Malaysian workers face intensifying economic and social crisis

Like the rest of the world, Malaysia’s workers and poor are confronting record levels of inflation. In the political establishment and media, concerns are being raised about the “B40”—the bottom 40 percent of households in terms of income—and the potential for social unrest.

For working people, inflation, food inflation in particular, has compounded longstanding social problems such as poor wages and unaffordable housing.

Demonstrators in Kuala Lumpur demand Prime Minister Muhyiddin Yassin resign, July 31, 2021. [AP Photo/FL Wong]

In its January 19 policy statement, Malaysia’s central bank, Bank Negara, noted that inflation for the period January to November 2022 has hit 3.4 percent and would continue at approximately 3.0 percent throughout 2023. This is substantially higher than the annual pre-pandemic inflation rate of about 1.5 percent.

The poorest sections of the population have been hard hit by food inflation. At the beginning of 2022, food inflation in Malaysia was under 4 percent but rose sharply over the year to reach 7 percent in November. Some food items increased as much as 40 percent.

The largest contributor to food inflation has been the US/NATO war in Ukraine against Russia. Food inflation spiked with the commencement of the war due to huge increases in the prices of fertiliser, grain and other foods sourced from Ukraine and Russia.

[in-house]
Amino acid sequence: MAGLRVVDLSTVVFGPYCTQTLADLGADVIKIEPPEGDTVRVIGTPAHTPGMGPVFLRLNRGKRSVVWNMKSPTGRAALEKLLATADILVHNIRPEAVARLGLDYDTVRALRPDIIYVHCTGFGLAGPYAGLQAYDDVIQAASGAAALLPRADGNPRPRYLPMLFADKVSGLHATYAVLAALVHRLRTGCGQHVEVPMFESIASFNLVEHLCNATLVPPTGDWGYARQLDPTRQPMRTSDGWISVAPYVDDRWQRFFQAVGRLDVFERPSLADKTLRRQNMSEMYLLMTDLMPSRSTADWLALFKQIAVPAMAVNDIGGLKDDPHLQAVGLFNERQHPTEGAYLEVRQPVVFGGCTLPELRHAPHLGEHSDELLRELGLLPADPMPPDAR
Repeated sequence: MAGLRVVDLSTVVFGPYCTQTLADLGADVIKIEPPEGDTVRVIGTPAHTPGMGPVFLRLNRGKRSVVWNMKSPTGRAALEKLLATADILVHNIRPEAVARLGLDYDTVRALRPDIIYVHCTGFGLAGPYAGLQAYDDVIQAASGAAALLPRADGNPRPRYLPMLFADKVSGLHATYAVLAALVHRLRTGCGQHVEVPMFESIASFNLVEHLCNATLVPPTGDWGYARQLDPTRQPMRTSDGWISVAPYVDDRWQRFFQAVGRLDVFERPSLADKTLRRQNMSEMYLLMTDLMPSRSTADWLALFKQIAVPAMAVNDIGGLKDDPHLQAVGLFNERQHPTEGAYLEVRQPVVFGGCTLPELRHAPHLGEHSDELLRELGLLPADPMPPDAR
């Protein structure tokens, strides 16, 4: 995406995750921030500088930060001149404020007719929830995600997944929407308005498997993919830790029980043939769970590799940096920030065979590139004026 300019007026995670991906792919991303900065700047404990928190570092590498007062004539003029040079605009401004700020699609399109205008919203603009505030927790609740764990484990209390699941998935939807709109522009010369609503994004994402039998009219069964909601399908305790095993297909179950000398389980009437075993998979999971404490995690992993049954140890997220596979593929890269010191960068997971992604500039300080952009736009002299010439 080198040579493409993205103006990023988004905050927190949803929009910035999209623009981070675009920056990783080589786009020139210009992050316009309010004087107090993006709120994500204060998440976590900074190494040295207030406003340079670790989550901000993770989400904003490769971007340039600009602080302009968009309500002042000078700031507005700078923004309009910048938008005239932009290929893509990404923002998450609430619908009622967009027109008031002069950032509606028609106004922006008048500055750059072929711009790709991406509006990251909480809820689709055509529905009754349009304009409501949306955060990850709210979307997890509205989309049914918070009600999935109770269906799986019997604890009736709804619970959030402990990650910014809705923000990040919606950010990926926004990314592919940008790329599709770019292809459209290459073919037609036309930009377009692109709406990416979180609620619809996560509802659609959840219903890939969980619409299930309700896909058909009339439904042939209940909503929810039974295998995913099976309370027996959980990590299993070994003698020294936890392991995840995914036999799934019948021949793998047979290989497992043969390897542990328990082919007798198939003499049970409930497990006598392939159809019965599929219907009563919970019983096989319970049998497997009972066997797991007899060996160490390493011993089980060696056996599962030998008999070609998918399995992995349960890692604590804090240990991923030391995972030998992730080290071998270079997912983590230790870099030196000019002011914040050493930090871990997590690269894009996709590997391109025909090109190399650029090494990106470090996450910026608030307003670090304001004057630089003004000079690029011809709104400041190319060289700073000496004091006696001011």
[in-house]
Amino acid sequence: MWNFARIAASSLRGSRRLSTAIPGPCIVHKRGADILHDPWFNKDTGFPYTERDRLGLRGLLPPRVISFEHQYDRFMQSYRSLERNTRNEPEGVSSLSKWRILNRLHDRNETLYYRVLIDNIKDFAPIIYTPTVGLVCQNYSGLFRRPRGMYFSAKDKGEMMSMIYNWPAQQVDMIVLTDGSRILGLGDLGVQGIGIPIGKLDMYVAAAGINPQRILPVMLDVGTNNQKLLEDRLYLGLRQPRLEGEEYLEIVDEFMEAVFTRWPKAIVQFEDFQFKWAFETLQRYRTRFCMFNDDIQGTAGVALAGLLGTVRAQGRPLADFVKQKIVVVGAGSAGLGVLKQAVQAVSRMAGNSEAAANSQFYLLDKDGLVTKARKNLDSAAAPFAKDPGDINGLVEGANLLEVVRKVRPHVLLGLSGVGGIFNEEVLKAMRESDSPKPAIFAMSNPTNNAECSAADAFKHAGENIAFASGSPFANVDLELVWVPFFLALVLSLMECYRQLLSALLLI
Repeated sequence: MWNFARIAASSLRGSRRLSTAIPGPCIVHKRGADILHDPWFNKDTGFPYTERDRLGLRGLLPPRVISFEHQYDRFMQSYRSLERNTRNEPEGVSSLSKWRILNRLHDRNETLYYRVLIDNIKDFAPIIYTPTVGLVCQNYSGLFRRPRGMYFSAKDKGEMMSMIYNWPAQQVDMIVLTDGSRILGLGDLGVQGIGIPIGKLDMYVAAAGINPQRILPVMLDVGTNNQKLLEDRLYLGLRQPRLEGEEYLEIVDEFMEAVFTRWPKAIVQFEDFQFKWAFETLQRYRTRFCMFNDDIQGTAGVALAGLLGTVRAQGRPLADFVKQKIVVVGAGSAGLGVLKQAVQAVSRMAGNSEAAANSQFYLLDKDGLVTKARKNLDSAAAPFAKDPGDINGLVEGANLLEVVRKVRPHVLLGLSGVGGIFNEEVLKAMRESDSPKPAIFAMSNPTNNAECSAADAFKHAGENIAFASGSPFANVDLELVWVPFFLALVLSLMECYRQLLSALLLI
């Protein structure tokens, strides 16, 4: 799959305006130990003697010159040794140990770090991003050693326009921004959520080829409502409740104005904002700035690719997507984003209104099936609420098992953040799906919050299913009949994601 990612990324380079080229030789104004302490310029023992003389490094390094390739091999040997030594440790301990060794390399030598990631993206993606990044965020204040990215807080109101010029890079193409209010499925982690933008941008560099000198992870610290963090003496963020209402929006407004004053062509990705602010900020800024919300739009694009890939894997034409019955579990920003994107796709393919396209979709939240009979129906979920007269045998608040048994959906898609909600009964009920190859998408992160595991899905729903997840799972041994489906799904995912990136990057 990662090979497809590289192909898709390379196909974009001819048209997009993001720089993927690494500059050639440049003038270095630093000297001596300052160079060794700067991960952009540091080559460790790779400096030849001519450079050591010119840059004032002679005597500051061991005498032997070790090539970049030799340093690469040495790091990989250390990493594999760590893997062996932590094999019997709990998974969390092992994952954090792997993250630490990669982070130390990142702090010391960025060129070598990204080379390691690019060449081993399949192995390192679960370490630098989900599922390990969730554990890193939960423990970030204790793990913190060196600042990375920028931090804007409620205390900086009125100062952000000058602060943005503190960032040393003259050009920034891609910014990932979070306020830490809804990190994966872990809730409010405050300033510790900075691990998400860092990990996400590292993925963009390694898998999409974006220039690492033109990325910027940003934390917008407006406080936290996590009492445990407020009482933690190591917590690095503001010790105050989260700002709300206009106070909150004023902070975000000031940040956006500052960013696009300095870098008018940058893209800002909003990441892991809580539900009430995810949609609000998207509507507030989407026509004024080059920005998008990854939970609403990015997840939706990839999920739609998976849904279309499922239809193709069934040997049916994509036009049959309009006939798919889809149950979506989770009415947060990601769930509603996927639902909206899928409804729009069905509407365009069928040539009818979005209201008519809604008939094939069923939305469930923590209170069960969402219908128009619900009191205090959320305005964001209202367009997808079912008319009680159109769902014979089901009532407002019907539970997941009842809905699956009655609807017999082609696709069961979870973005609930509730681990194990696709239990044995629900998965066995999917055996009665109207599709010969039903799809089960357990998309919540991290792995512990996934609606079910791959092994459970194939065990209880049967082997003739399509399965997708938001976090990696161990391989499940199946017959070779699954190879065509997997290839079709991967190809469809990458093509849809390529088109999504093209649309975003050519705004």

A Malaysian sub-reddit entitled “Serious inflation is happening” has numerous recent comments on the matter of inflation and especially food prices.

The comments reflect a growing desperation. “If I earn RM2,200 per month [$US510] and spend a total of RM800 in rent and utilities, I am left with RM1400, divide that by 30 and I can only spend a maximum of ~RM46 per day if I want to survive. I can still save, but if an emergency happens or if I get sick then I’m done for.…”

In May 2022, the monthly minimum wage was raised from RM1,200 to RM1,500. This is still very far removed from the living wage of RM2,600 recommended by Bank Negara in 2018, before prices soared.

Another reddit comment declared: “Cutting down things that are not a necessity might be a way to go but not a long term solution. Sooner or later we will arrive at a point where nothing can be cut down anymore but the wages is not enough to sustain a basic lifestyle and that’s gonna be a big trouble.”

Soaring food prices have already hit school canteens nationally. In early January, a substantial number of school canteen operators, who sell school lunches at a fixed rate as specified in their contract, are shutting their operations due to the high cost of raw ingredients.

Siti Normah Mohd Desa of the Malaysian School Canteen Operators Association noted that more than 40 percent of the association’s 10,200 nationwide operators had been forced to close. Siti Normah noted that “a kilo of chicken was RM8.50 last week, and now it has increased by another RM2.80 to RM11.30,” an increase of 33 percent. The price hike is substantially due to the increased cost of chicken feed.

Siti Normah stated: “We are serving schoolchildren who mostly can’t afford expensive meals,” adding that “pocket money of RM4 is [only] enough for fried rice with a fried egg and a glass of water.”

Academy of Sciences Malaysia fellow Dr Madeline Berma pointed out that low income B40 families spend more than 40 percent of their income on food. By contrast, households in the top 20 percent spend only about 15 percent on food.